Your Twitter handle says writer and entrepreneur please explain how you have combined these two.
I absolutely believe there’s congruity between passions and/or talents in every human on earth. Say you’ve got passion for dancing and a talent for singing; there’s congruity there: as a musician, you can dance in your music videos.
I’m trying to make certain you get my point before I zero in on myself.
So we zero in on Okwukwe. How has he fused writing and entrepreneurship?
I work Customer Service in my companies (that’s how I fuse writing in my entrepreneurial journey) and my talent and passion as a writer helps read clients’ moods and all that; that enables me to know how to escalate or de-escalate an issue, when to renegotiate a deal with a client or to let it fly, how to promote discount sales and all that.
Working in four different industries has shaped my writing. So, I can write economics, business, travelogues, finance, logistics and alternative energy. The experiences I gather from entrepreneurship, I share with the world via writing. If it was singing [and not writing] in me, I’d sing about it.
Basically, if you take out entrepreneurship – I mean, if I had no passion for entrepreneurship – and it was just writing, I may just write fiction or non-fiction or semi-fiction and it ends there but I can navigate between several topics in non-fiction, fiction and semi-fiction. So if I was just an entrepreneur, I’d have to hire a ghostwriter to share my experiences with the world.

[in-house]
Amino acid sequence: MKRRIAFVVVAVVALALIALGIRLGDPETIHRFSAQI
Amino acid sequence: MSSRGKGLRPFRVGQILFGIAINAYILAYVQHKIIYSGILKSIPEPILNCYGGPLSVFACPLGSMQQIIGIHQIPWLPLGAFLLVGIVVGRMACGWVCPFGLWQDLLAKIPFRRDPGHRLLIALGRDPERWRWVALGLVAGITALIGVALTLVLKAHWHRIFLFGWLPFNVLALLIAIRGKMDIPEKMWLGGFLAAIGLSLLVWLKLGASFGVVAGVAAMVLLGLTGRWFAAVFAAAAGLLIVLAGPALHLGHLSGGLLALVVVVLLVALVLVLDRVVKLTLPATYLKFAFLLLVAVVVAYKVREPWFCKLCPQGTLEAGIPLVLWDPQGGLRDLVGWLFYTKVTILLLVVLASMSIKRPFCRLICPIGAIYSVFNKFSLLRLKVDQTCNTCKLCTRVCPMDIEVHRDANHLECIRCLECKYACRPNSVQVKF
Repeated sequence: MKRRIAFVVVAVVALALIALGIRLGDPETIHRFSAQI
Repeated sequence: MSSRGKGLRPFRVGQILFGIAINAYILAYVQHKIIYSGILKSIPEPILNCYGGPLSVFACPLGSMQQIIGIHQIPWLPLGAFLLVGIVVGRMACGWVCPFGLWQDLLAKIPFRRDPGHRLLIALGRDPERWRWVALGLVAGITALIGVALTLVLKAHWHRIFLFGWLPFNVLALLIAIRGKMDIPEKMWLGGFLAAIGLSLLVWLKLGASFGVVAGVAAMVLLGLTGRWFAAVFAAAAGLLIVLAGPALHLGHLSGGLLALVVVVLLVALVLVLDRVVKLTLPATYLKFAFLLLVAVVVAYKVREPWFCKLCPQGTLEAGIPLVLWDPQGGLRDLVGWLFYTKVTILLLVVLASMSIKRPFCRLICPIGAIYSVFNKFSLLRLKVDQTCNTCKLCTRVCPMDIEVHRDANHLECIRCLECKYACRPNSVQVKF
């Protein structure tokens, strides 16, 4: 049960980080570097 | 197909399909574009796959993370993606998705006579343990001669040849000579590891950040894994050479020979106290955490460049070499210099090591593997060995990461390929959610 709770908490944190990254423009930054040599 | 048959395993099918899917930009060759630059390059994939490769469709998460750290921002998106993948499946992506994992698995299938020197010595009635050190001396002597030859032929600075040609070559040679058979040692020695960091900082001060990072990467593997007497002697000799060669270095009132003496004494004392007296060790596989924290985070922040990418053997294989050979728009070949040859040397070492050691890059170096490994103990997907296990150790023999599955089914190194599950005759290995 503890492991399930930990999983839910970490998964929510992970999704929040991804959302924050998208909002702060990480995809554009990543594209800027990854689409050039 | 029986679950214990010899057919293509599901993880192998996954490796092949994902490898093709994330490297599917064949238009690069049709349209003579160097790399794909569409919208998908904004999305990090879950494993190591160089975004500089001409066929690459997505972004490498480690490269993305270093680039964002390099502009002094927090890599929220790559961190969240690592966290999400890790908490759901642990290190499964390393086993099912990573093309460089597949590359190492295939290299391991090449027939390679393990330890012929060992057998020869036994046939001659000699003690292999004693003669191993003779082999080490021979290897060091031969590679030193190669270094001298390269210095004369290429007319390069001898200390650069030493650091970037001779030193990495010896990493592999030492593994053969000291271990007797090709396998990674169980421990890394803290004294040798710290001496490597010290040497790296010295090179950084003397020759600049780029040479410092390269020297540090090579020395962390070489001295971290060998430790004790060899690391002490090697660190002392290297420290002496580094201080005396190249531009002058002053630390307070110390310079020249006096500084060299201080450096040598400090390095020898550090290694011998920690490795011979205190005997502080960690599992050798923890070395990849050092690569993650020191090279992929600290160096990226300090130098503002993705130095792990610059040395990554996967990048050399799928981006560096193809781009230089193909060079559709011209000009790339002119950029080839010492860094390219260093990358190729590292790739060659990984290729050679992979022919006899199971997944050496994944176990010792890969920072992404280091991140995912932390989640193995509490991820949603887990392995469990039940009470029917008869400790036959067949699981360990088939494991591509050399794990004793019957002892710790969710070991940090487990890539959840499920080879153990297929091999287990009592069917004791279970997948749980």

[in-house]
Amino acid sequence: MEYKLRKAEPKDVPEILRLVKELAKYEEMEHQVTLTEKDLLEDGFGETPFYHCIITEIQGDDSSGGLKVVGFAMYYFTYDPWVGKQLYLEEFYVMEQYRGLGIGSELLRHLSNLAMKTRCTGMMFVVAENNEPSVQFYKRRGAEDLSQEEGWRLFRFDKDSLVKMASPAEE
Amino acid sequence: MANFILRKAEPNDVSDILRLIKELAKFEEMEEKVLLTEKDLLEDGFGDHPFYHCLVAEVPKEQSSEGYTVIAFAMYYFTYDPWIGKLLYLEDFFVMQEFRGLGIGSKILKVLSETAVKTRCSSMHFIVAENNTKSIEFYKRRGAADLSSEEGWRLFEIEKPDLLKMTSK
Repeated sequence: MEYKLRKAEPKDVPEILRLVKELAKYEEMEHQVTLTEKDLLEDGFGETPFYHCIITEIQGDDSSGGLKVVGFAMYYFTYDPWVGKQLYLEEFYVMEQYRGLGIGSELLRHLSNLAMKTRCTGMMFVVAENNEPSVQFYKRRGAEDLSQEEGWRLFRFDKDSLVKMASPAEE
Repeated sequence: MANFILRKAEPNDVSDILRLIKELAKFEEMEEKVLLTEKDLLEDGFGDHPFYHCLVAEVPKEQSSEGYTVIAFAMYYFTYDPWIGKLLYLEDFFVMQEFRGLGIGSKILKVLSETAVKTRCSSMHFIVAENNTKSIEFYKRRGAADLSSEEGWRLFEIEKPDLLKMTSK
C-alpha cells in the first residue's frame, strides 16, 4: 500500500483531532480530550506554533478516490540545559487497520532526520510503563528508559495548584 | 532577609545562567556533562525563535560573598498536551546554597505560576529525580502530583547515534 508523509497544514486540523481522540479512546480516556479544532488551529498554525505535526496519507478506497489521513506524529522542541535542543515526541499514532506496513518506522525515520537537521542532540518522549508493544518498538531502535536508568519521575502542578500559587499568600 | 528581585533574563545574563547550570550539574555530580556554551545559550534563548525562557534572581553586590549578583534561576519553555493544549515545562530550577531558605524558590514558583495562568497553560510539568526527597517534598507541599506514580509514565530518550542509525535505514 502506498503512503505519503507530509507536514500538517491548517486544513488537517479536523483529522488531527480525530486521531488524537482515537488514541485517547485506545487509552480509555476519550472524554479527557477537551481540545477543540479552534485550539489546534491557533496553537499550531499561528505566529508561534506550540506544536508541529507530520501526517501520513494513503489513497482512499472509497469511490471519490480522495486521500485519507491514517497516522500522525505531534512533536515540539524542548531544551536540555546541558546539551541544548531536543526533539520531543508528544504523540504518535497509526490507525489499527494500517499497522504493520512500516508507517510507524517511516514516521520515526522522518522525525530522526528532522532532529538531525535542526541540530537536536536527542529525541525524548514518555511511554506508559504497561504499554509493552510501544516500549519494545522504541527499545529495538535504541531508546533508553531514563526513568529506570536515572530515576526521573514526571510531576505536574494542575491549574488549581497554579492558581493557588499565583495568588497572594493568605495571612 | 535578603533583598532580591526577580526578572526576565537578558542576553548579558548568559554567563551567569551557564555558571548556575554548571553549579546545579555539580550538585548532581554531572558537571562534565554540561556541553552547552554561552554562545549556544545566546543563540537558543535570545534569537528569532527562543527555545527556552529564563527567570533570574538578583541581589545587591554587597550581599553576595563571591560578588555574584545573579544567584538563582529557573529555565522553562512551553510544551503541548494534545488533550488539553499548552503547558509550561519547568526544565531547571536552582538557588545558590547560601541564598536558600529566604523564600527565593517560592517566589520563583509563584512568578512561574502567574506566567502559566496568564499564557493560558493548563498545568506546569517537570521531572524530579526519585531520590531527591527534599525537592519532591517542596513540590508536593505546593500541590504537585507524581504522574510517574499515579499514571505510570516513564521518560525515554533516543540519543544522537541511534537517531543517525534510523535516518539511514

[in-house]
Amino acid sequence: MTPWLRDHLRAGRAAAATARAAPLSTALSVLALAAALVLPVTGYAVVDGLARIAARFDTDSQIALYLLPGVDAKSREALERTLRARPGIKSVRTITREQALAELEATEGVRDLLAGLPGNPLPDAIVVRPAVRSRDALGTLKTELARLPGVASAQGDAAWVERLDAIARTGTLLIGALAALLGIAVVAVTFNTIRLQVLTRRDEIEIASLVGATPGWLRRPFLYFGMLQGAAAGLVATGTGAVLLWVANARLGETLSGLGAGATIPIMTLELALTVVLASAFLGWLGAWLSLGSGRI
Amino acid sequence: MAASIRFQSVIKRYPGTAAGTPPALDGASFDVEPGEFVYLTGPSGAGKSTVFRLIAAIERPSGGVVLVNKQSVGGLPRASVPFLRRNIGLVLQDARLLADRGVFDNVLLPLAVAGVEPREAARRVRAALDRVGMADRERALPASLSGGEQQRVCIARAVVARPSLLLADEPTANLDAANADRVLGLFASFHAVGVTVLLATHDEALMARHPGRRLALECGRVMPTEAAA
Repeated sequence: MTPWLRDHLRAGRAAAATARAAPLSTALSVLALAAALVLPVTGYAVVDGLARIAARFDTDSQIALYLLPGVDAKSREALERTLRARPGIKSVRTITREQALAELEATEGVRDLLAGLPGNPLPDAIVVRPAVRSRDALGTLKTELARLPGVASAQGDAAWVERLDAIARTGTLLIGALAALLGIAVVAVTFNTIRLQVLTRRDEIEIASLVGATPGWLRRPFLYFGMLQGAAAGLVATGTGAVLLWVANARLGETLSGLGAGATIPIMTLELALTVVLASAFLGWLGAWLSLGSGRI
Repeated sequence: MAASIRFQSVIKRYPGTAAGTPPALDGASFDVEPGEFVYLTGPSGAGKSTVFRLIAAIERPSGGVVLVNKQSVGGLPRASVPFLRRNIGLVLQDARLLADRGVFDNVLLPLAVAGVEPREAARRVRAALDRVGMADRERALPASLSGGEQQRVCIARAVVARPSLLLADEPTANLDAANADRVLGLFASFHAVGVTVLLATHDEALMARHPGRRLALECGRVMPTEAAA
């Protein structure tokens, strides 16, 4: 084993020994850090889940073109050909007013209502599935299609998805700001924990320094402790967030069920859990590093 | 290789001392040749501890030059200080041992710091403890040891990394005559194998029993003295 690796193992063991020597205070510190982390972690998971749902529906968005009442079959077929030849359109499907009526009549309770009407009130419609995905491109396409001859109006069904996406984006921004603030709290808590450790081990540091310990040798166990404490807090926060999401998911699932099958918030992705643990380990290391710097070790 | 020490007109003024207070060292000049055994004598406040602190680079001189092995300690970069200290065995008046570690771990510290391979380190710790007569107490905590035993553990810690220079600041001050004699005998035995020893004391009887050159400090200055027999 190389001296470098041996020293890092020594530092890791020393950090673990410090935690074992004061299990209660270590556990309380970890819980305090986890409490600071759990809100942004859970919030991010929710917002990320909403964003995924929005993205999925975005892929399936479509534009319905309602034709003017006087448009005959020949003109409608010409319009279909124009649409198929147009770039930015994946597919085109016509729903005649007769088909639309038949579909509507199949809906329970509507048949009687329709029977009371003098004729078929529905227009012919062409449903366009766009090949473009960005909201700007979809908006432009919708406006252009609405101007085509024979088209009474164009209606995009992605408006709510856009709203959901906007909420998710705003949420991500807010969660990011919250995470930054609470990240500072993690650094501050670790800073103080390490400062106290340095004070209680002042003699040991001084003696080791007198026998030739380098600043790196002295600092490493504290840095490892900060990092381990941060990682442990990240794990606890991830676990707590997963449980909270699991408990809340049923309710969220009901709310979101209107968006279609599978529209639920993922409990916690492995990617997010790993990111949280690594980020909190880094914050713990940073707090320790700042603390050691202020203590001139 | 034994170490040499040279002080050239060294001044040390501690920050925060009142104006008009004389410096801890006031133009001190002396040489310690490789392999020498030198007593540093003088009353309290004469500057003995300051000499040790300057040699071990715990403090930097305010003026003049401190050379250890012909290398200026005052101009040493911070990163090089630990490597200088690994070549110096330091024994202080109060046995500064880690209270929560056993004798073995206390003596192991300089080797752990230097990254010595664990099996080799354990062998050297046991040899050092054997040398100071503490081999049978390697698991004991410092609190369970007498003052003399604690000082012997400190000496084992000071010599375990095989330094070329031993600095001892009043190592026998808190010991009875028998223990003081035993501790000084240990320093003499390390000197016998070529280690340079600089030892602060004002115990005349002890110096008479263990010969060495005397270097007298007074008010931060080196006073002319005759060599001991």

It’s about finding congruity between your talents and/or passions if you’re a multi-potentialite.
Have you ever been rejected as a writer and how did you handle it?
Rejected? I think that’s a strong word. Perhaps ‘looked down upon’ is fitting in this case scenario because you know, there’s this unrelenting belief that writers are poor.
I’m still searching for the fella who came up with that crap. Could you help me track him/her down?
Will you ever retire from writing?
LOL. You never retire from this kind of thing. Writing is my life. So perhaps when I’m dead, I’ll retire.
But honestly, this is what I’m thinking; I may write my eulogy before I die, though, so that I officially sign out from earth.
What do you do in your leisure time?
I’ve got Medium Digest that I get to read in my leisure time. Right about now, I’m like three weeks ago on that but I’m trying to meet up.
Then, I watch TED talks. The notifications are always popping up in my phone and I’ve watched a lot of them. .
I stream a lot of TV shows, say, Arrow, The Flash, The Vampire Diaries, The Originals, The 100, The Walking Dead, Legends of Tomorrow, etc.
I read too. Stuff like autobiographies and biographies of inventors and entrepreneurs: Richard Branson, Elon Musk, etc. Then, fiction especially Nnedi Okorafor’s and other books on thoughts, motivation and everything in-between.
Oftentimes, I game but right about now, I don’t do much of gaming as I’d like to because there’s this workload nagging at my head like, “Do me right about now!”